- [December 2020] Dunedin climbing at Mapouhati; Silverpeaks; albatrosses and penguins
- [July] Bouldering at Turakirae Head
- [August] Rangiwahia Hut (up, down)
- [January 2020] Kapiti Island
- [May 2020] Tongariro again
- [January] Hump Ridge Track
- [February] Jumbo Circuit
- [February] Tongariro Northern Circuit
- [April] Avalanche Peak, Mount Somers Track
- [June] Rotorua (airport walk)
- [July] Hobbiton
- [July] Aotea
- [August] Cook Islands
That’s all of the multi-day 2020 trips except for climbing at Wanaka, plus there are a couple of one-day albums with lots of pictures that I haven’t listed above. Those one-day albums take up a surprising amount of disk space though: Willowbank wildlife reserve is 2.4G, Kapiti Island is 3.6G. I’d better get some of those off the hard drive soon. Still, my current 55G of pictures on the hard drive and 11G free is almost enough to get the 20G of Cook Islands pictures onto the hard drive.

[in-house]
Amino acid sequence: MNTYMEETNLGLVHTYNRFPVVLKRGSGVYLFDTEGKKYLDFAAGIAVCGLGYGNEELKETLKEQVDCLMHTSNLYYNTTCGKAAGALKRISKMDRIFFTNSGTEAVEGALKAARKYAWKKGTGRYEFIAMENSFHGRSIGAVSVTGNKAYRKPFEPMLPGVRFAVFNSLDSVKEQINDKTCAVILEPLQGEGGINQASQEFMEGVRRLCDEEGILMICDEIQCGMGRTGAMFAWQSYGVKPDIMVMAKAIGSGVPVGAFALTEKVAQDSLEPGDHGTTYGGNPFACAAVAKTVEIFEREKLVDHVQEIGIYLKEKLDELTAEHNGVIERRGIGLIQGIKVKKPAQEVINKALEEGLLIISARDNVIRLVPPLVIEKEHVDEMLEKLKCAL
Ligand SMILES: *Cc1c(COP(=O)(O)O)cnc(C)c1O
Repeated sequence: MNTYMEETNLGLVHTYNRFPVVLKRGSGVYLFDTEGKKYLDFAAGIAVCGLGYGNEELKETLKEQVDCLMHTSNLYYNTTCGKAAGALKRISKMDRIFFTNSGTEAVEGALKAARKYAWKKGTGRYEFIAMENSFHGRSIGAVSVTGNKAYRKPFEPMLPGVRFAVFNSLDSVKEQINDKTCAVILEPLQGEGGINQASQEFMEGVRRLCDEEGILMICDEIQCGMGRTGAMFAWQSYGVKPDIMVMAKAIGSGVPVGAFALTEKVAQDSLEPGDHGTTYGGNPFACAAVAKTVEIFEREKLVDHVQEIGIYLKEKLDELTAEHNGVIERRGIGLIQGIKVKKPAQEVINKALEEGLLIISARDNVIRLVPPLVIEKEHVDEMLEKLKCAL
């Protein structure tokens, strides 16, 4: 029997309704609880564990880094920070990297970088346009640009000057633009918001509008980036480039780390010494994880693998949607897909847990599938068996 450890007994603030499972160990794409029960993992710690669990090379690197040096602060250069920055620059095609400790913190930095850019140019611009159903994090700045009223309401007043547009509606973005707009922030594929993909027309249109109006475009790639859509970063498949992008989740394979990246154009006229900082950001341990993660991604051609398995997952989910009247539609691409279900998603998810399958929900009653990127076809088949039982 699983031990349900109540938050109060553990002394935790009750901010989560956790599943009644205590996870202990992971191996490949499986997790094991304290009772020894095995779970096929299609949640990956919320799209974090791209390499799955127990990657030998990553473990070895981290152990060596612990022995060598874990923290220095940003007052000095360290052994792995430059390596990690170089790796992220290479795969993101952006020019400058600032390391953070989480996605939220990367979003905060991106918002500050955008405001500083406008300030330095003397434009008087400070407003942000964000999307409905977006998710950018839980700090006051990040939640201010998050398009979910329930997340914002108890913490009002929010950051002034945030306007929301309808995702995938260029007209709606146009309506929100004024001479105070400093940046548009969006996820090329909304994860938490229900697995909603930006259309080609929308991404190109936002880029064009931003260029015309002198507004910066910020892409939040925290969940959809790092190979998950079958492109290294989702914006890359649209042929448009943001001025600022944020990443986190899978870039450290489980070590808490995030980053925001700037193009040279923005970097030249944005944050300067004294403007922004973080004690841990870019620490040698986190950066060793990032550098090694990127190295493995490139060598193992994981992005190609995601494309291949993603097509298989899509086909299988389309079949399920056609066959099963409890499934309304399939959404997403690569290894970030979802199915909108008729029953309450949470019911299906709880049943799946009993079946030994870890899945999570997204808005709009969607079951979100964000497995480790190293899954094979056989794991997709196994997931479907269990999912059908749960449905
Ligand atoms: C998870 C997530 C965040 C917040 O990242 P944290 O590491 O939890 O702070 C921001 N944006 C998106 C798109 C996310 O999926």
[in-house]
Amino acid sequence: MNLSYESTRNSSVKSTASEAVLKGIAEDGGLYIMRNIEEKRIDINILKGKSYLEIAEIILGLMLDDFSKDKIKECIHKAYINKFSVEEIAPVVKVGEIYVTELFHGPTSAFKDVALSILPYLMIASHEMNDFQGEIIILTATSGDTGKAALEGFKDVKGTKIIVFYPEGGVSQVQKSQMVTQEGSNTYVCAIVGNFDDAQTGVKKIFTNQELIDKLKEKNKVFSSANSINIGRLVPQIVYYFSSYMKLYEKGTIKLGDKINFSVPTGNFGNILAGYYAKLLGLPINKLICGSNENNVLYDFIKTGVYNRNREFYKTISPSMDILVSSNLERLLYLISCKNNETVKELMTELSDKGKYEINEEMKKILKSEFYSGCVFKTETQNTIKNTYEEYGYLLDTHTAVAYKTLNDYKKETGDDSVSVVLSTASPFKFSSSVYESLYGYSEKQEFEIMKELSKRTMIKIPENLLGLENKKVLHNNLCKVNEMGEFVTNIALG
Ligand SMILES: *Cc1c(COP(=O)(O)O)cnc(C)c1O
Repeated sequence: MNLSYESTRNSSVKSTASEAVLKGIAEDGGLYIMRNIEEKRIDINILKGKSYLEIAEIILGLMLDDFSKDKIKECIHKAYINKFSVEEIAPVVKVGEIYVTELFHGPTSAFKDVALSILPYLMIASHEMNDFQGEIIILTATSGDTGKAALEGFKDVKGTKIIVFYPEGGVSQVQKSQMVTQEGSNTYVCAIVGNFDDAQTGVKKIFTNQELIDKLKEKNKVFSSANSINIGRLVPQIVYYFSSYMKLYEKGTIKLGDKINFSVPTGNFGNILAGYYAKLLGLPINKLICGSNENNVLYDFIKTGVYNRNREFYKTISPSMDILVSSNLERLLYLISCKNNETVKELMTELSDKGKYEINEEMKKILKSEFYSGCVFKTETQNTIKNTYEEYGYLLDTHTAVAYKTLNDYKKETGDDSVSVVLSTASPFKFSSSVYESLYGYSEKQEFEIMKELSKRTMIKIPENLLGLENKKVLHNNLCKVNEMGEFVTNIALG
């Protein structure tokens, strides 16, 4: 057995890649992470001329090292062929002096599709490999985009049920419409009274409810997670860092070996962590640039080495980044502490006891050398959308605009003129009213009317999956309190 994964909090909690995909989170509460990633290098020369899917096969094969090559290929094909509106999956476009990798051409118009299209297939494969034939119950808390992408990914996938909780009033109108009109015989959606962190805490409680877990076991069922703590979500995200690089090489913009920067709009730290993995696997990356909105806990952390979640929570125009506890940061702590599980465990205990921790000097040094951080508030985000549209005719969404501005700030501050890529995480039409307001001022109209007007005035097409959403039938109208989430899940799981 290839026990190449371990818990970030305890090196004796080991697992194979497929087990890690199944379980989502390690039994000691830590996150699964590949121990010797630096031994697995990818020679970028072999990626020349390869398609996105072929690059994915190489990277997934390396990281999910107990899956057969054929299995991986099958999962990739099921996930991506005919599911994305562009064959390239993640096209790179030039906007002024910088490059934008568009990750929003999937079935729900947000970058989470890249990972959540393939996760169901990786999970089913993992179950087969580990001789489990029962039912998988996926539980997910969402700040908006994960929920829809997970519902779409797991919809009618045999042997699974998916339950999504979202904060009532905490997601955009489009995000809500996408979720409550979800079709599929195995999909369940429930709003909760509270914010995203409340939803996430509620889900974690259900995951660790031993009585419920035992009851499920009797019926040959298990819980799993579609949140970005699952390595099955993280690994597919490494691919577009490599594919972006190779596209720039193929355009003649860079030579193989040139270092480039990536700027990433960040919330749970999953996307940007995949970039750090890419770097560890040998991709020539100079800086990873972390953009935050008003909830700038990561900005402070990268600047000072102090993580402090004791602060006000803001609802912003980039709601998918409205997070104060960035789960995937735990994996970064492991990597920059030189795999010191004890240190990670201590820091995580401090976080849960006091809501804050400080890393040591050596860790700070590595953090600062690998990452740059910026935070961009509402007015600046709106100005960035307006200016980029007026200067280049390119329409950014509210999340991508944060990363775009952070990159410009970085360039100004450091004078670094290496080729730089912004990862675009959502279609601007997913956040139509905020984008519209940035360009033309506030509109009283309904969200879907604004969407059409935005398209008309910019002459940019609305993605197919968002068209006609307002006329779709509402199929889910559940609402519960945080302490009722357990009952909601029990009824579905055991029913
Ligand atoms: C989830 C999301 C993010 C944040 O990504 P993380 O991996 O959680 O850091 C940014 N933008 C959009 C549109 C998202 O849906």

Feels like most of my professional effort has been with helping with master’s theses. One is pretty much submitted and the other one is a small number of weeks away. We punted an ICSE submission on another topic to the early OOPSLA deadline. I’m glad that OOPSLA put a deadline in October, the deadlines felt really front-loaded in the year earlier. We’ll try for ICST and OOPSLA in the next two months.
In Fall, I’ll have one (shared) student back from an internship (COVID, no travel for the internship, sigh), a new student, and a student returning from parental leave. Also, one of my students just made it to Canada after a year studying remotely in India. Plus, in the Fall, teaching.
On the teaching front I recorded two videos (ECE 198 intro, about marks), tried out Calendly, and reached consensus on a few decisions. Should probably get the board that the students will be using for their projects.
I worked on 22 days, with 3 days of really quite minimal work. Talked to students on 18 days. About the same as the 21 work days in the month. Maybe it’s better to count about the 8 days of vacation and one weekend tramp; most other days had some work. September will likely be busier, though hopefully there will be at least some of the trips that are rescheduled.
Goals for September: Support ECE 198, submit NSERC Alliance (probably 80% of the words exist now, and I updated my CCV, grr, and maybe I’m close to getting the system running under Docker), submit to ICST, work on OOPSLA.